A behind-the-wheel look at AMC's all-weather Eagle
It's car, it's a Jeep -- no, it's the American Motors four-wheel-drive Eagle, a vehicle designed to take the motorist through almost anything the weather can toss, even in so rugged a climate as northern Minnesota or the Northeast.
But make no mistake: The Eagle is notm on off-the-road rig at all -- and the manufacturer makes a big point of the fact.
Simply, it is built high and tough, gives a good ride -- it has independent front suspension -- and is a whale of a lot of fun to drive.
That said, two of the negative features are economic: It's high priced and it has an appetite for gas. The wagon I'm now driving -- it also comes as a two- and four-door sedan -- has an out-the-door price of about $9,000, including $1, 500 in options, and gets no more than 15 or 16 miles to a gallon of gas. Nonetheless, it's sure to get you through deep snow, mud, and soft sand, over rain-slick highways, and even out of a rut if you're so unfortunate as to get into a few. And that's worth money to most people who drive.
The Eagle, derived from the Concord, is AMC's further expansion into the four-wheel-drive field, an area now commanded by the Jeep, which AMC bought from Kaiser Industries a decade ago.
The manufacturer expects to sell at least 55,000 Eagles this year.
"We're just now getting the dealers stocked with cars," says J. Paul Tippett, AMC president. In fact, demand has been so high that AMC phased out the innovative, albeit slow-selling Pacer two months ago and converted the line to Eagle.
"We're blazing a whole new trail in the market," says AMC marketing vice-president Thomas A. Staudt.
The company also will introduce another four-wheel-drive car, offspring of the Eagle and code-named the Eaglet, within the next six months, according to Gerald C. Meyers, AMC chairman. "Eagle interest has been so intense that we feel it's time to announce an expansion of the line," he told the annual meeting of stockholders earlier this month.
Clearly, AMC has plenty of expertise in the four-wheel-drive field, a strength which its global partner, French vehiclemaker Renault, wants to tap in the years ahead.
The manufacturer introduced the original Quadra-Trac full-time four-wheel-drive system on the Jeep in 1973, an engineering breakthrough at the time. The innovative full-time four-wheel-drive system, bought from Chrysler's New Process Gear division, explores new ground in craftsmanship.
The car also has independent front suspension, a "first" for a US-built four-wheel-drive configuration, which gives the Eagle a sound passenger-car ride , unlike the Jeep.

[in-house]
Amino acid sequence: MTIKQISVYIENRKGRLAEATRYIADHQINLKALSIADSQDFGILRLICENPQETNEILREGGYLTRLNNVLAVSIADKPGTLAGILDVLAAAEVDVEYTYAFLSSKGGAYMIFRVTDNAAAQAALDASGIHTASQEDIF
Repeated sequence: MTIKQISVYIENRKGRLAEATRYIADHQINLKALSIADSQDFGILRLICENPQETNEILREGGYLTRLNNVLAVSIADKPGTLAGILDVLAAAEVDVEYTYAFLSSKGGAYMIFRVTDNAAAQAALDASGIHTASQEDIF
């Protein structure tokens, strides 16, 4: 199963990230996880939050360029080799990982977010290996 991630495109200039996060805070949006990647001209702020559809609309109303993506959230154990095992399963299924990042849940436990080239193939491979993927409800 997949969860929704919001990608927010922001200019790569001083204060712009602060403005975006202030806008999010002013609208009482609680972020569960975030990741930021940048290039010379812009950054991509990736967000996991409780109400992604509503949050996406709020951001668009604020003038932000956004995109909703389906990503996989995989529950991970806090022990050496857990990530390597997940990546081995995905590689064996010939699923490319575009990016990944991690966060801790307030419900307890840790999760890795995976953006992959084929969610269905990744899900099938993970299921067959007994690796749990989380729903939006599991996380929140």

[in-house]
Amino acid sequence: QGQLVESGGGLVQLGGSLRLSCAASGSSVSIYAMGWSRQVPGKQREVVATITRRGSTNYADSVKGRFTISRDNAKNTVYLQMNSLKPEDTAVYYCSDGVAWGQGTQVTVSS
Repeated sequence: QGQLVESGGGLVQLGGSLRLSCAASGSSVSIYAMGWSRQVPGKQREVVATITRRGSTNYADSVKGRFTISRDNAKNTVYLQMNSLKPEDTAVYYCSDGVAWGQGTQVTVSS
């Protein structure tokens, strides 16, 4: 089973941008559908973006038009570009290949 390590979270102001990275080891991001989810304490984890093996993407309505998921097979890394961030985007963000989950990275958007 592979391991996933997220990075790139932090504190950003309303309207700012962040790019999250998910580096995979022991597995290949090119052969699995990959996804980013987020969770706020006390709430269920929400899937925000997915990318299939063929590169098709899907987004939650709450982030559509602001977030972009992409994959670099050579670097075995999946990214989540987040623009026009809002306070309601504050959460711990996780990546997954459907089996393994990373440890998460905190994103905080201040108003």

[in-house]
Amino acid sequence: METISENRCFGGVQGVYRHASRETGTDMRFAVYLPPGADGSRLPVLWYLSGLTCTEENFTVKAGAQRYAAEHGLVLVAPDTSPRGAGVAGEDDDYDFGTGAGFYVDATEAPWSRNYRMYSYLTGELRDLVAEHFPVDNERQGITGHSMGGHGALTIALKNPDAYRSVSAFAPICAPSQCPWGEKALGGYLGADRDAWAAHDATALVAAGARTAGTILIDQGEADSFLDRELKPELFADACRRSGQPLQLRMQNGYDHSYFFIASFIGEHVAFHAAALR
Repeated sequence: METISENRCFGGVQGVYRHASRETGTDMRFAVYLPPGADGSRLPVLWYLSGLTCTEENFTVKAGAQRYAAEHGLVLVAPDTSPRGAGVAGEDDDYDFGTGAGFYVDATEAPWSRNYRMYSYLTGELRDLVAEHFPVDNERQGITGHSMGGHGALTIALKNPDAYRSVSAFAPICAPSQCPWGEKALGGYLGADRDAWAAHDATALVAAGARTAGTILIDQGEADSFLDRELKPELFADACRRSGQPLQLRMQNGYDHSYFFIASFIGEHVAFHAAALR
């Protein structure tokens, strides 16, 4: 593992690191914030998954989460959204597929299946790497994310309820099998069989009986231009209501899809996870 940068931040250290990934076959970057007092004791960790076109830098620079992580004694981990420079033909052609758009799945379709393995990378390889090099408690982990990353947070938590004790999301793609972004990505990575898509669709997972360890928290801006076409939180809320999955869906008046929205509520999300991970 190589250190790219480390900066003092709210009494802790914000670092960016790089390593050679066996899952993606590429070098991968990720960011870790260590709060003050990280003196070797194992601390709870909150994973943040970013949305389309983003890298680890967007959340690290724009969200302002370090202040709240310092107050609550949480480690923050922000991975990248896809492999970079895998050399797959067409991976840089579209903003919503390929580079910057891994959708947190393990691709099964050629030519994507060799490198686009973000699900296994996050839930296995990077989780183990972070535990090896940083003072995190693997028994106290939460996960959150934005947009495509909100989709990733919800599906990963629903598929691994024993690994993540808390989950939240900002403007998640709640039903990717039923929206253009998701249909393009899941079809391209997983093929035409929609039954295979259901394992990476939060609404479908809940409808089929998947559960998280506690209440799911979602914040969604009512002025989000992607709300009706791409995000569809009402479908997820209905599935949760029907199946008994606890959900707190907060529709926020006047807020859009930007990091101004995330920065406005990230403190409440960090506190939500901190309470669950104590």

The only engine now on the market is AMC's workhorse 258-cubic-inch "6" with a floor-mounted three-speed automatic transmission. "We thought that was just about the best combination," say Roy C. Lunn, head of product engineering. Simply, the company wanted to avoid the complications of fielding too many engines and transmission at one time and opted for what it thought would attract the most buyers.
Ultimately, the Eagle will get other engine-transmission combinations, including a four-cylinder power plant built by Pontiac, which may be available in the next year.
It's also about to get a manual shift, reports Mr. Tippett.
Pickup with the "6" is sufficient but not spectacular. But who needs high-gas-consuming power at a traffic light these days, anyway?
Perhaps the biggest criticism I have of the car is its dull appearance for the money. Yet it has a tendency to grow on you. AMC never achieved a nice enough inside finish on the Pacer, either. And even the old sliced-off-rear-end Gremlin was dull. Yet the Eagle is quiet under way, its comfort can hardly be hit, and it goes when the going gets rough.
I object to the quartz clock directly in front of the driver. The continual winking of the chock i san annoyance. To my ten-age daughter's distress, she could(t see the clock from her side of the car. also, the top of the steering wheel cuts right throguh the speedometer if I sit up straight. the transmission hump up front is huge and gets in the way of my right leg. Of course, all of the four-wheel-drive gearing is bound to take up space.
Yet the car starts up fast, even with the temperature near zero -- and in a high northwest wind at that.
I was surprised at the plastic wheel covers. I guess you can't expect everything in a $9,000 car these days. It all depends on what the motorist wants for his money.
Clearly, the Eagle is a fascinating piece of machinery that explores new ground in four-wheel-drive expertise. IT's another example -- and a good solid one -- of AMC's policy of building and selling "transportation with a difference."